Another one of those months that threatens to be over and done before it has begun. On the one hand, pruning continues its slow and steady pace – yet it races ahead and will all be finished by the end of the month. And all the canes fixed to the trellis. And the pruned wood all chopped up and ploughed back into the soil. It is all very slow motion, but at the same time, this is when things really start to get going. There’s no stopping vintage 2014 now. We raise our heads, and suddenly realise that the days are longer. It is no longer night when we shut the door to the tasting room, but broad, inviting sunlight – and our sundowners are exactly timed to the downing of the sun.
Monday 2 March
Good start to the month with a nice write-up in the Scotsman: a great first result from our tasting in Edinburgh last month, by the Scots wine writer, Rose Murray Brown MW.
Thursday 5 March
There are two words that apply to the Guide Hachette, the Bible of French wines. They are ‘famous’ and ‘flawed’. You can play around with them as you will: flawlessly famous, or famously flawed. The Guide is universally respected, but it doesn’t always get it right. When a wine with superlative reviews from the world’s top wine critics, and gold medals from wine competitions such as Decanter, is simply passed over and ignored by Hachette, then you begin to wonder.
Well, today the Guide Hachette makes its selection of Limoux wines for the 2016 edition.
And Jan-Ailbe is on the tasting panel. So we wait with interest to see what he has to say …
And he says that the proceedings are as close to perfect as possible.
In fact, “flawless”.
Yes, yes, the proceedings … but what about the people?
He shrugs his shoulders, as if to say that’s not a question anyone can reasonably answer.
Saturday March 8
The most amazing day on earth today. The mountains are within arms-reach, just at the end of the vines. The sky is cyanic. Jan and I go to the top field, where the grapes for Odyssée are grown, and start cleaning out the field next to it. We shouldn’t do this, it’s not ours. Or rather, not yet. But it is such a beautiful day, and it is such a beautiful place to be. And those blue plastic protective bags around the vines are such an eyesore. To be honest, any excuse to be out and up there is good enough …
Wednesday 11 March
Well, so these are encouraging comments about our Trilogie from one of France’s most respected wine tasters, Pierre Casamayor, in the Guide Hubert. “Notes of quince and pear … mineral … a touch of honey … lovely citrussy tension … and it ends on a surge of minerality.” Plus, he gives it just about the highest marks you can get.
Sunday 15 March
No loos, no food, no running water for cleaning the spittoons, long queues, standing room only. Can’t find my way home to my own stand. Our buyers come by thick and fast, ignoring the fact that it’s a Sunday. Dreadfully busy … and dreadfully hungry. World’s biggest trade wine fair has opened.
run off our feet, and still no loos, no running water for cleaning spittoons, long queues, and standing room only. Day starts at 09h00 with a buyer from USA, middles with Singapore and ends with Denmark (Denmark possibly a bit drunk) – and an awful lot in between. Run off our feet. Tip the horrible contents of our spittoons into sundry plant pots. Still hungry. Feet hurt. Take the packed U-Bahn to downtown Düsseldorf for dinner, and it (Düsseldorf) is closed. Monday night is the ultra-right’s protest night.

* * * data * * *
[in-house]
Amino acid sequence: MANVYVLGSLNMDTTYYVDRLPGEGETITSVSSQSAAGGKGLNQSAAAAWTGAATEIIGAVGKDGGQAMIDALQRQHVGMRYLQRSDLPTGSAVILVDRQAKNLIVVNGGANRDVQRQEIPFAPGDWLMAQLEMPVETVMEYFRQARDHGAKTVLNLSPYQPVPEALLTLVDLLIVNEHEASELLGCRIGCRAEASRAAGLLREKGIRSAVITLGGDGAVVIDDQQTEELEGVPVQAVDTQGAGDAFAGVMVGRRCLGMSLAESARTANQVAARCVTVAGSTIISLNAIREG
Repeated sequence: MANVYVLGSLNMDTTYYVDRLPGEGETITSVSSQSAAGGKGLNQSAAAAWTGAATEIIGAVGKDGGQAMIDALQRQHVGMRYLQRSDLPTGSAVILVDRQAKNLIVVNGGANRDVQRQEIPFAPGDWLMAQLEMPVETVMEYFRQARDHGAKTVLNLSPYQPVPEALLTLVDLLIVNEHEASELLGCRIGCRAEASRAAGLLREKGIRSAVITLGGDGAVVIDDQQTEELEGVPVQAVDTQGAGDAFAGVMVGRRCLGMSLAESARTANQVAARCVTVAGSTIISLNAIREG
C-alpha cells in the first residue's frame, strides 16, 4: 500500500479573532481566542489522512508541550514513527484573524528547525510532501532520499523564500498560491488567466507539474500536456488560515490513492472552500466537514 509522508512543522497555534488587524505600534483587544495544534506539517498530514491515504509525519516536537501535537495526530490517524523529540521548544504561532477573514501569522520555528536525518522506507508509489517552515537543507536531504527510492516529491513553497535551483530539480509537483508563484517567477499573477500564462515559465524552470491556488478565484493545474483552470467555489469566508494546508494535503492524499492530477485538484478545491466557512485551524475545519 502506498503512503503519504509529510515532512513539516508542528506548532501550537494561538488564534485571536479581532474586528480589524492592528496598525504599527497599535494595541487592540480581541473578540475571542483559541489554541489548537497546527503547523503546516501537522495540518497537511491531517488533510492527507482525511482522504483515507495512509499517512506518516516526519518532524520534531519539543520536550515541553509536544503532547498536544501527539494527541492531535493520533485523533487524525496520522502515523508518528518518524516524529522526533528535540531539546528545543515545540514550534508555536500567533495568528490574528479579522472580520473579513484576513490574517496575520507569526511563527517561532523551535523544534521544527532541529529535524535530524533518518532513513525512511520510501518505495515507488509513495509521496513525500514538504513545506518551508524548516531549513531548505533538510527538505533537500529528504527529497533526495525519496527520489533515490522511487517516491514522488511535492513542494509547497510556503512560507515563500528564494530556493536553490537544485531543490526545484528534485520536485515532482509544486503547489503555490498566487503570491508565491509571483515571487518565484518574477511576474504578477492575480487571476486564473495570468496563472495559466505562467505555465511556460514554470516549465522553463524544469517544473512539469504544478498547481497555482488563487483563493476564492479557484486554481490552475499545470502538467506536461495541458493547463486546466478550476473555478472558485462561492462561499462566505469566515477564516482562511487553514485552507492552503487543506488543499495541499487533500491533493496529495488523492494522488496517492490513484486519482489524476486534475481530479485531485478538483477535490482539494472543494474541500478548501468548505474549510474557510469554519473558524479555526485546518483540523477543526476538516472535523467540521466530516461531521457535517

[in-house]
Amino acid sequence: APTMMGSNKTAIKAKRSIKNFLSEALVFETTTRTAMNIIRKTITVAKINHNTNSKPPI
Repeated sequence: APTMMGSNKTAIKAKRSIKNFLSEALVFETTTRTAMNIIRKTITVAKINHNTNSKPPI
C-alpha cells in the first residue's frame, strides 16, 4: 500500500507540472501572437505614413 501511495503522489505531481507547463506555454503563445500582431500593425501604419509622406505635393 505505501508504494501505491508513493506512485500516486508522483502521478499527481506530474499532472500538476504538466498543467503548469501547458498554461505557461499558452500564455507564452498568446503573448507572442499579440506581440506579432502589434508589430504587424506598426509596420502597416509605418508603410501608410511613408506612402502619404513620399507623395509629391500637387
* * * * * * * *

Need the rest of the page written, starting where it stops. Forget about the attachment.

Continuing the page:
Impossible traffic: U-Bahn not on track and roads snarled. Arrive very late at stand 11 C90, which makes no difference at all since nobody can find it any way. Even so, glad for myself to have worked out where we are (opposite Bordeaux/next to Loire) because today’s the day to venture out and taste other people’s wines in other halls. (Have to know how to get back, after all). World’s biggest wine fair is overwhelmingly big: hall upon hall of wine upon wine. Glad I can find my way “home”, simply by keeping a sharp eye on banners saying Bordeaux and Loire. And glad that I have finally found the running water to wash the spittoons (but still no loos), though it’s a bit late in the day for all that. Still hungry.
Tuesday 17 March
Very tired, feet hurt, but quite elated. It was a good fair, in fact, maybe even a great fair. We are well pleased with the result. Lufthansa gives us a glass of sekt, the last thing we need, but the first thing we want.
And now we see that wonderful road sign: Vous etes en pays cathare!
Friday 20 March
The moon was late for the meeting, or it simply forgot. But there we were in the garden, following strict instructions to only look at the solar eclipse through a colander. Backwards, with the sun behind you. And all we saw was the dog Mauzac looking at the vines called Mauzac. Not a bird stopped twittering, not a shade or a shadow passed through my colander.
Sunday 22 March
Celebration! Jan-Ailbe hands in his last paper for the Winemaking Diploma at the University of California Davis. Two years of hard, disciplined, concentrated slog. Must say, I admire him for it: first he had to pass a chemistry exam, and then cope for two years with the pressure of working full time and studying full time. And this, for someone who has two language Masters and a graduate teaching qualification behind him with the idea of becoming a teacher. Chapeau! So Jan-Ailbe chose a good bottle to celebrate this big achievement: a 2005 Volnay Premier Cru . Very well done (both the wine and our burgeoning winemaker).
… and then the month was over before it had begun. On to the next ….!